It seems with every turning of the wheel, travel media remembers a fundamental fact about travel: There’s plenty to do close to home.

You can absolutely “travel” in your own town, state or region and discover just as much as you would after a transatlantic flight. Your senses are turned on, your wonder just as available. Plus, not exploring what you have around you is simply a failure on the part of a curious traveler. So in 2017, a bit from necessity and a lot from curiosity, I plan on deep-diving into the treasures of Lombardia, my own “close to home”.

We started with a very impromptu trip to Pavia.


Located just about 27 miles from Milan, Pavia is a super easy day-trip for anyone in the Milan area. For those short on time, I don’t know if I’d recommend Pavia – the town is real and the tourist gems are much harder to find – but for those who have extensively explored the area or are dying to escape the crowds and find something authentic, Pavia is a perfect start.


This beautiful covered bridge in Pavia is largely a reconstruction after the original 14th-century bridge was bombed during WWII. Inside hangs a plaque quoting a letter from Albert Einstein, a resident for a short time in the city, saying about the city, “I have often thought about that beautiful bridge in Pavia.”

We traveled by car into the Oltrepò Pavese, the name of the zone south of Milan (the name literally means “the other side of the Po [River]”) that is most known for its acres and acres of rice paddies, delicious sparkling wine and simple country beauty. As flat as the rest of the Pianura Padana, the area supposedly boasts about 80 thousand acres entirely dedicated to rice paddies, making it the effective rice capital of Italy.

Those who don’t have access to a car can easily arrive by train from Milan. In fact I came by train for my first visit to the city for a Edgar Degas art exhibit and found it easy and accessible. There are also bus stations linked to the city center from Corso Cavour in Milan.

Pavia is home to one of the oldest universities in all of Italy, the Instituto Universitario di Studi Superior (IUSS). Started in the 9th century, it officially became a university in 1361 and boasts Christopher Columbus, Italian physicist Alessandro Volta and poet Ugo Foscolo as alumni.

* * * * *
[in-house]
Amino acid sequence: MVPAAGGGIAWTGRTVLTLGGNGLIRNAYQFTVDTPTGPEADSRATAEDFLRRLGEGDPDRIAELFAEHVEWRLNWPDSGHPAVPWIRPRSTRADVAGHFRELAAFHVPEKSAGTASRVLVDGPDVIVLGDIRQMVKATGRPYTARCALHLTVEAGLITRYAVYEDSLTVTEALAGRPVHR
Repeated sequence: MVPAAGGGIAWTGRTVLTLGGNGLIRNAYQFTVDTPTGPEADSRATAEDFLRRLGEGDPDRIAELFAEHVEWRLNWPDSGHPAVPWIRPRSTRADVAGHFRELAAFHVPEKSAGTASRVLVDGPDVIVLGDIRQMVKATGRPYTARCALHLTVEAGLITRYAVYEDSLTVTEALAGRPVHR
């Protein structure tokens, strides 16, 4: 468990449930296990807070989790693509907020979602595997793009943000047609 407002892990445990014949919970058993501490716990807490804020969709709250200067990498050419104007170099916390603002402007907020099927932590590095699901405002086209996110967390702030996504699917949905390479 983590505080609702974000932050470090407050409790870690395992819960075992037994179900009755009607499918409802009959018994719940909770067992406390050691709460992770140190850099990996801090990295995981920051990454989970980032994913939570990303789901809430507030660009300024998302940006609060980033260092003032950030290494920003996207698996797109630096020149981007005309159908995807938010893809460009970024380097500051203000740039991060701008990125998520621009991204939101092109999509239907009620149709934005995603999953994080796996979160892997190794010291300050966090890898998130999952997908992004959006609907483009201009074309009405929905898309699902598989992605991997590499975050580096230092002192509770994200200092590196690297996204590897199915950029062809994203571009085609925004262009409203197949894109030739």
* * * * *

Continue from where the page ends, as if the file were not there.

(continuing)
This globe from 1793 even had OHIO on it!

With more than 300 international exchange programs, the students create a vibrant energy that permeates the city. You get the sense that the students appreciate the university’s long history as well as a study break in one of the many beautiful piazzas in the city in equal measure.


Inside the university visitors can find the university museums. There are a number of collections and museums you can visit, but the most relevant seem to be the Museum of Natural History; the old botanical gardens (though they’re definitely not as grand as the Padova Botanical Gardens); the Museo per la Storia dell’Università di Pavia, a museum about the university’s own personal history; and the hidden, and morbid, gem of the Anatomical Theater, where professors diced open cadavers in front of hordes of medical students during their lectures.


Unfortunately, the museums were closed for the Christmas holidays when we went there so we weren’t able to visit the supposedly beautiful theater, but we did escape from the cold in the university library, dating back to the 18th century. It’s always a bit nerve-wracking to push your way through a university that’s not yours, but at the smiling welcome of the receptionist we went into the tiny library and found old chandeliers lighting up floor-to-ceiling shelves of dusty, ancient-looking books. Even with the addition of modern-day chairs and a projector, it’s clear that this library hasn’t changed much since its foundation.

As a book lover, there was something satisfying in seeing so many manuscripts, textbooks and encyclopedias placed proudly on display.